The COFAC CoLab is an incubator for ideas, projects and collaboration. The lab is a home for interdisciplinary work. It's a hub where ideas can be cross-fertilized
and put into motion. Designed as a space where fields of study are porous, the objective
is to build new knowledge for an ever-evolving world.
A Call to Knowledge
Every spring the CoLab will put out a call to faculty, students and staff to present
a project under the three-year theme. These calls are designed to work in tandem with
the overall theme and research at the CoLab–and to bring in new ideas and alternative
modes of thought.
2018-2020 Theme: The Other in All of Us & The Migration of Thought
As scientists begin to piece together humanity’s origin story via DNA/fossils, and
old ideas of creation and race are proven false—how do we, as culture and meaning
makers play a role in the migration of thought? As economic apartheid, environmental
justice, critical race issues, sexuality and gender rights come to light—how do we
as appreciators, professors, practitioners and students make our work and ideas accessible
as possible, giving a lens to the other in all of us?
This first term will focus on the idea that there is value in seeking out new perspectives
and alternative modes to inform art, science and society. CoLab’s interdisciplinary
practice takes risks and shares our mistakes. These findings will inform evolving
practices and research. The first year will focus on COFAC collaborations, the next
year will focus on consortiums across colleges and the third year will open up to
incubating ideas around the world.
2018-2020 CoLab Supported Projects:
First Fellow in Residence
Malcolm Purkey: The Role of Art in Uprisings
Malcolm Purkey is an actor, director, playwright, screen writer, lecturer, artistic
director and currently the Dean of AFDA, The South African School of Motion Picture
Medium and Live Performance. Purkey grew up a white male during Apartheid. He worked
in spaces where it was illegal to build work across color—black, white and colored.
50 years later, here in the U.S., we mirror this same landscape and history, using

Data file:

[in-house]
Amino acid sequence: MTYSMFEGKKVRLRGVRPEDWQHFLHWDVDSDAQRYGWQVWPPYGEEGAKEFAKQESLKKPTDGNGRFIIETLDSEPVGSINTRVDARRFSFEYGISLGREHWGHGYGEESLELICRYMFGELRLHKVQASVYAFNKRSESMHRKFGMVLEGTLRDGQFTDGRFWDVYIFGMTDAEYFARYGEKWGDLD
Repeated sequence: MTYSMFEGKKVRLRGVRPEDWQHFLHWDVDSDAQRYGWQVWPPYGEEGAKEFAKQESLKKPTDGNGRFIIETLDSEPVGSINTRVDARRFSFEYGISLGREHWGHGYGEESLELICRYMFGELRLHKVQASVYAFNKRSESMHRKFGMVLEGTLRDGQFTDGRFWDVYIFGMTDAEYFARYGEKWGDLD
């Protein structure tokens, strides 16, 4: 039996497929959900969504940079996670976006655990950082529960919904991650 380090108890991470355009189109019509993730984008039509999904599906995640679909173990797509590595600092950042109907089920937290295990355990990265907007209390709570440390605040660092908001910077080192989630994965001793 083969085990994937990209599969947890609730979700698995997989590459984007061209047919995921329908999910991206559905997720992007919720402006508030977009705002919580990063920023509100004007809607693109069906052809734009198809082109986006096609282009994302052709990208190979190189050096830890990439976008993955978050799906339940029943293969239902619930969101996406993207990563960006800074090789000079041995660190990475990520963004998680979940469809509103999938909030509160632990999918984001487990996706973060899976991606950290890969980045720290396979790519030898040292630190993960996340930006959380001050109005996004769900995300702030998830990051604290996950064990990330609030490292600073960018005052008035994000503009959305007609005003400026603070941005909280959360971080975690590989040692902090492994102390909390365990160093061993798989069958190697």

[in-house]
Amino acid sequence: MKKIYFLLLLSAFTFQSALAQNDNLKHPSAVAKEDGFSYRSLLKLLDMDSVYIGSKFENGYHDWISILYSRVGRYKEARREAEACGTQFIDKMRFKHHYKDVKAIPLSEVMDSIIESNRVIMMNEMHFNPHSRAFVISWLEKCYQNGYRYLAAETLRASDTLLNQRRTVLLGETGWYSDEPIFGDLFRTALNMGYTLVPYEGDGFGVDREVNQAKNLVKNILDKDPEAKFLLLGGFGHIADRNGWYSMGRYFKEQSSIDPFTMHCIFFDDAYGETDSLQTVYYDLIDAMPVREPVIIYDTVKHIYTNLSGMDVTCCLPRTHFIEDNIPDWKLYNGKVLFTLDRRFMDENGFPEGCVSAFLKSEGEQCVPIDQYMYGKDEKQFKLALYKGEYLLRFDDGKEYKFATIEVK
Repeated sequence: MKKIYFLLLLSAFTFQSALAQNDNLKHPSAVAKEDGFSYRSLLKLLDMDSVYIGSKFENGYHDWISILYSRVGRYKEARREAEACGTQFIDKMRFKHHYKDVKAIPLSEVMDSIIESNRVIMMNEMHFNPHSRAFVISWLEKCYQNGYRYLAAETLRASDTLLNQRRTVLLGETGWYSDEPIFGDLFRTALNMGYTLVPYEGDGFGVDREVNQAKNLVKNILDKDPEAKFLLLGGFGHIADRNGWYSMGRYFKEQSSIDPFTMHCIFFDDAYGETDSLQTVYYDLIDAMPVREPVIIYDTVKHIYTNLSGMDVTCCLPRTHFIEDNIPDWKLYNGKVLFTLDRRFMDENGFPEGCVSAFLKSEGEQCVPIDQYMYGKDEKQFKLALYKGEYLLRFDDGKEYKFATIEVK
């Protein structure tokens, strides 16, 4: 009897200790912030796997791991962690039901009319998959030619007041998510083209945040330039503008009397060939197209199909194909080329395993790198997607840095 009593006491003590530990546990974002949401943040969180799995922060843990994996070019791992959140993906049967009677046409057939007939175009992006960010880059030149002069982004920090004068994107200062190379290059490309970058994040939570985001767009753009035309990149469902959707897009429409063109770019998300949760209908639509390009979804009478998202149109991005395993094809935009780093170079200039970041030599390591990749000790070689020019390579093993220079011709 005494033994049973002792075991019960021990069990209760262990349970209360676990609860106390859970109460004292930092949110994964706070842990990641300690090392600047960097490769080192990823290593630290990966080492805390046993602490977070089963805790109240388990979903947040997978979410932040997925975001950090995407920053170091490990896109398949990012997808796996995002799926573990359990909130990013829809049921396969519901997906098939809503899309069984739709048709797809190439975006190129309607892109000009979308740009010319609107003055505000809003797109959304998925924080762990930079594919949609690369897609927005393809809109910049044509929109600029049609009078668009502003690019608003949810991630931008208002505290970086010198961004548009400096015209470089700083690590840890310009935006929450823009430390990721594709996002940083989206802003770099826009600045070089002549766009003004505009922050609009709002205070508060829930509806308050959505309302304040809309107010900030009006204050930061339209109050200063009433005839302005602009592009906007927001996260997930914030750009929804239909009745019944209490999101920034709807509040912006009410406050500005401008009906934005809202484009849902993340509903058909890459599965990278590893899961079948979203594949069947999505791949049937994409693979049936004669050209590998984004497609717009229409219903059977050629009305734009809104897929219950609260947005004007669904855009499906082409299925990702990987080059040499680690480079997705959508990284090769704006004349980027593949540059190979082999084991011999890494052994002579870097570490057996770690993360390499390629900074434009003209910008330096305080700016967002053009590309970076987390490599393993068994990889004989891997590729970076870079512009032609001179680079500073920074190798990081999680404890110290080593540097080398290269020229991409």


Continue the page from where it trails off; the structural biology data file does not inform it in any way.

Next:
different words, like segregation, or urban blight to describe it. In his public lecture,
The Role of Art in Uprisings, Purkey led us through the history of Apartheid and the role Art played in it. As
CoLab's first fellow in residence, this fall Purkey will co-produce Icarus at the Border, a meditation on monstrous appetites with Tavia LaFollette from the Department of Theater Arts.
Juliana Huxtable explores the intersections of race, gender, queerness, and identity. She uses a diverse
set of means to engage these issues, including self-portraiture, text-based prints,
performance, nightlife, music, writing, and social media. Lecture and workshop hosted
by the Department of Communication Studies, CoLab, and the Department of Theatre Arts.
Kevin O'Connor grew up dancing in a community in Ontario, Canada where he is part of a small collective
of settler Canadian and Indigenous artists. His art practice sits at the intersection
of anthropology, ecology, embodying/touch practices, post-colonial studies, and site-specific
performance. O'Connor held a workshop open to TU and Baltimore community, hosted by
the Department of Theatre Arts.
Yuko Kaseki, Butoh dancer, choreographer and teacher is based in Berlin. Kaseki co-directed MASS/RABBLE, produced by Submersive Productions. TU faculty, staff, and students served as a test audience as well as performers for
this immersive production inside of the Baltimore War Memorial. Hosted by the Department
of Theatre Arts and, the TU community was also able to attend Kaseki's master-class
Additional CoLab Projects:
Co-curated by Tavia La Follette and Katie Simmons-Barth, the Occupy Now exhibition provided the opportunity for the COFAC CoLab to move its work downtown